sanders does speak about an issue. and there was a time when that framework really worked. he said you can have my speeches. that resonates with voters. on the other hands when they got into the weeds of some of the issues,ation and most notably guns. >> what happened there. >> what happens is bernie sanders does not have a great record on guns. there is no way to slice that. hillary clinton is right. gun manufacturers, if you don't hold them accountable you'll have a very hard time regulating guns. what do the american people think about this? that's more complex. but in a democratic primary where people do support gun regulation, hillary clinton has the better position and articulated it better. >> and the nra jumped on what bernie sanders had to say saying yes, they do want to shut down the gun industry. >> at one point hillary clinton said something like that in an nra talking point, but this is not something that you want to say in a democratic primary.
>> what are the next states coming up. >> one is mississippi. i would expect a large hillary clinton win, 2-1, maybe more, maybe less but a big decisive win. these are not winners take all. bernie sanders is leaving delegates on the table. leaving superdelegates aside. that's a whole other issue, hillary clinton has won 58% of the earned delegates. if she continues on this pace she wins with no superdelegates. i think she'll get 58% of the delegates. in mississippi, and i expect more. also it's the first of what what we might call a northern industrial state. it's a state with industry, union members and a large african-american population. it doesn't have a large latino population like california and new york, but it has a huge african-american population. hillary clinton will likely win there, but it's not a give.
but bernie sanders has to be competitive. he can't lose michigan-60-40. if he loses michigan, 60-40, then what does he say in ohio and illinois. you see these delegate-rich states moving to hillary clinton, and then bernie sanders does not have a path to the nomination. >> we appreciate it. all right, flags are in half-staff in honor of former first lady nancy reagan. president obama ordered the flags lowered at the white house, federal buildings and embassies out of respect for her. the 94-year-old died at her moment in los angeles on sunday. she was one of ronald reagan's closest advisers, and of course she was the love of his life. the two were married for 52 years. jennifer london is live in simi valley, california. the site of the reagan presidential library. what do we know about the
funeral of mrs. reagan? >> well, hello to you, richelle. we know that funeral plans are under way. she will be buried here at the ronald reagan presidential library along side her husband, who passed in june 2004. at this point the library is not revealing a lot of details regarding the funeral and burial, but i did have a chance to speak with a spokeswoman earlier today. she said later this afternoon they said they will reveal the details. she did tell me that nancy reagan played a critical role. she planned every detail of her service from selecting the pallbearers to the guests to the speakers. the library is closed. it closed yesterday and will remain closed until two days after the service and the burial, which will also be closed to the public. but we are told that members of the public will have a chance to pay their final respects to nancy ray gran. nancy reagan asked that in lieu of flowers that contributions and donations be made to the library of which she was really
considered a driving force behind. she played a critical role in many of the exhibits and she would come to the library every year to mark the anniversary of the passing of her husband ronald reagan. again, she'll be buried along side him later this week. richelle, in a half hour there will be a flag lowering ceremony outside of the library. >> jennifer, tell us more about how nancy reagan changed the role of first lady. >> well, she redefined the role of the first lady. it was not just her involvement in public campaigns, the war on drugs, the just say no campaign. it was also her involvement inside the white house. nancy reagan was known to play a critical role in the hiring and firing of key staff members and cabinet members. >> all right, jennifer london live for us in simi valley, california. jimmy carter said he has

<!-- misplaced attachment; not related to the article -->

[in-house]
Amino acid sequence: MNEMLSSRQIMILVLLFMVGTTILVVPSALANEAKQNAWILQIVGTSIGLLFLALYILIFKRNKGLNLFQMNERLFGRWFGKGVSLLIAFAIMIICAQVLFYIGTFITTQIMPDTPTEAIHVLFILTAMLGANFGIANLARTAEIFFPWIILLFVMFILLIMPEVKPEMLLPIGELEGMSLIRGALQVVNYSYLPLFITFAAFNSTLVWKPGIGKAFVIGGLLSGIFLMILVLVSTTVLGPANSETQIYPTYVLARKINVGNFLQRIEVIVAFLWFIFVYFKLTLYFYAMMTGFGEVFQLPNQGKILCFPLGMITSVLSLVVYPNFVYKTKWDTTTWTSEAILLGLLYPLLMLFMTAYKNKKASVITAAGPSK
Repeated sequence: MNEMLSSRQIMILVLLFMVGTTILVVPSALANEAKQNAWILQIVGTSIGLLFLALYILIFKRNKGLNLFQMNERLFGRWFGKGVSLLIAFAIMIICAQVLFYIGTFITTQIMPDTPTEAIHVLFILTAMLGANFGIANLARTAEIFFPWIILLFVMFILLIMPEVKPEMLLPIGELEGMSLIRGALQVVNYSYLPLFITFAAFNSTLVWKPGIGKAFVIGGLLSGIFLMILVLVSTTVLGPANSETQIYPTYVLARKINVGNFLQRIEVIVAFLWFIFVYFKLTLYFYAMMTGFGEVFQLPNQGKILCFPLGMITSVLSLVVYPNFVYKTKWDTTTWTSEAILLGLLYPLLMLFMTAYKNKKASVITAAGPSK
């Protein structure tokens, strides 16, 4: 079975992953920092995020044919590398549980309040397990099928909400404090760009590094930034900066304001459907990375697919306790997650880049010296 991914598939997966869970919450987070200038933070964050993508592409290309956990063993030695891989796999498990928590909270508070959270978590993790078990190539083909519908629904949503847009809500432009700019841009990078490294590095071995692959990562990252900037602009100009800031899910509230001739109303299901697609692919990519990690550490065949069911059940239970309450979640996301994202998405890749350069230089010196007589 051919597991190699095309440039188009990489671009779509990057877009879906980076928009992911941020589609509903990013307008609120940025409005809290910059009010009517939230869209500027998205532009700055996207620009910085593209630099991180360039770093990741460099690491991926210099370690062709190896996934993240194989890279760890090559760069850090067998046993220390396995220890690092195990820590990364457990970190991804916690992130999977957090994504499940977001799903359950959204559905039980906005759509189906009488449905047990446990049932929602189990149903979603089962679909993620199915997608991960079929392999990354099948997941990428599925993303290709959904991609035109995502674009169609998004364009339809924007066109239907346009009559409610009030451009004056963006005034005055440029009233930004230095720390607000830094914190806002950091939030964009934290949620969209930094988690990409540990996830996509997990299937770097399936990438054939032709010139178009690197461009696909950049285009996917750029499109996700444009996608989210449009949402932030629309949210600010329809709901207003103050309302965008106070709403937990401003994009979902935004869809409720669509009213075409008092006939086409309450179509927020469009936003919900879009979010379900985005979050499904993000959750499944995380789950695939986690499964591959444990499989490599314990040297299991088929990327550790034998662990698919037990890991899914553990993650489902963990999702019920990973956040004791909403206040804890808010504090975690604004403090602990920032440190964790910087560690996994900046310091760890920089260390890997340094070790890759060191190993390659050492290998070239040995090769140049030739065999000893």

turned the corner in his battle against cancer. he said he does not need any more treatment. he reveal thad doctors had discovered four small lesions on his brain. the combination of therapy and radiation ended last month. carter, who is 91, said he'll continue to get checkups in case the cancer returns. new threats from north korea this morning it has promised to launch strikes on the u.s. and south korea. the threat comes as the u.s. and south korea hold joint military drills today. 200,000 troops on the south korean side and 70,000 troops from the u.s. >> there are some who express concerns whether this is tightening the concerns and the tensions. but i think that kind of view would b would have merit if
north korea continues to express its desire for peace and prosperity for those their people, which is not the case. and if they're talking about just regular conventional war, conventional military build up. which is not the case and a country that is expressing desire for self defense, which is not the case the sanctions were result of recent long range rocket launch and nuclear tests. just ahead, a first for mac users. ransom wear effecting apple computers. and brace for more wet weather.
>> a supreme court victory today for supporters of same sex adoption. the justices overturned an alabama ruling and prohibited a lesbian woman from contacting three children that she adapted and helped raise while in georgia. the alabama supreme court said that the adoption was invalid. the justices ruled that they must abide by the georgia law. the justices set aside a case between apple and antitrust suit. they found aim colluded with publishers to set prices for ebooks. most of the settlement will be made back to e-book buyers.
stopping a first for its computer. the hacker attack using ransom wear. the software encrypts software and demands a ransom to take it back. apple has long said that it's computers were immune because of better security. it will be raining all day in san francisco. the city's already had a weekend of severe wind and thunderstorms. there are four inches leaving streets looking like rivers there. flooding will continue to be a problem for residents in the northwest. kevin corriveau has more. >> we're still looking at heavy rain across parts of western united states all due to the area of low pressure off the coast. that's bringing band after band of showers across the region. you can see this one band earlier this morning. we have another band coming in that's going to be a problem later on tomorrow night. you can see most of the heavy rains have been across the central regions. down towards the south we have